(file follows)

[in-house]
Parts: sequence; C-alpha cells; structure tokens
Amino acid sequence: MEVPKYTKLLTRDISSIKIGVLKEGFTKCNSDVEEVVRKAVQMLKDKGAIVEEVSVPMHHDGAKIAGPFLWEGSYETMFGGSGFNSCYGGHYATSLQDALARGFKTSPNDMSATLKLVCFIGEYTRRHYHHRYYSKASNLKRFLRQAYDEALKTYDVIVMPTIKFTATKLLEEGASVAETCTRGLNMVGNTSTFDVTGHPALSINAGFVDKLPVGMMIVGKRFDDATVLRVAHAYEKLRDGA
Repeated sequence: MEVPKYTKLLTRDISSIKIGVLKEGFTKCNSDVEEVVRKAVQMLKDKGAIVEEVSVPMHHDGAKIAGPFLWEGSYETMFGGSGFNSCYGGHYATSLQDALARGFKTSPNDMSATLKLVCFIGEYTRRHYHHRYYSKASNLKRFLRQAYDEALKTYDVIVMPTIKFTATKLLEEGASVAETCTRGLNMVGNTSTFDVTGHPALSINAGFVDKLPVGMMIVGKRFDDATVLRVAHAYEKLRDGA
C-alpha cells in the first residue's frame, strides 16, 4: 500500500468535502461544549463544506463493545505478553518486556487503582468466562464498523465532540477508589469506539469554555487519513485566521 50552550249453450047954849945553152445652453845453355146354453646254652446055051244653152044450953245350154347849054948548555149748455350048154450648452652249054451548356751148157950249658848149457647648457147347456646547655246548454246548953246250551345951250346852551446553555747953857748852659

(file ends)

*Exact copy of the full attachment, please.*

[in-house]
Parts: sequence; C-alpha cells; structure tokens
Amino acid sequence: MEVPKYTKLLTRDISSIKIGVLKEGFTKCNSDVEEVVRKAVQMLKDKGAIVEEVSVPMHHDGAKIAGPFLWEGSYETMFGGSGFNSCYGGHYATSLQDALARGFKTSPNDMSATLKLVCFIGEYTRRHYHHRYYSKASNLKRFLRQAYDEALKTYDVIVMPTIKFTATKLLEEGASVAETCTRGLNMVGNTSTFDVTGHPALSINAGFVDKLPVGMMIVGKRFDDATVLRVAHAYEKLRDGA
Repeated sequence: MEVPKYTKLLTRDISSIKIGVLKEGFTKCNSDVEEVVRKAVQMLKDKGAIVEEVSVPMHHDGAKIAGPFLWEGSYETMFGGSGFNSCYGGHYATSLQDALARGFKTSPNDMSATLKLVCFIGEYTRRHYHHRYYSKASNLKRFLRQAYDEALKTYDVIVMPTIKFTATKLLEEGASVAETCTRGLNMVGNTSTFDVTGHPALSINAGFVDKLPVGMMIVGKRFDDATVLRVAHAYEKLRDGA
C-alpha cells in the first residue's frame, strides 16, 4: 500500500468535502461544549463544506463493545505478553518486556487503582468466562464498523465532540477508589469506539469554555487519513485566521 50552550249453450047954849945553152445652453845453355146354453646254652446055051244653152044450953245350154347849054948548555149748455350048154450648452652249054451548356751148157950249658848149457647648457147347456646547655246548454246548953246250551345951250346852551446553555747953857748852659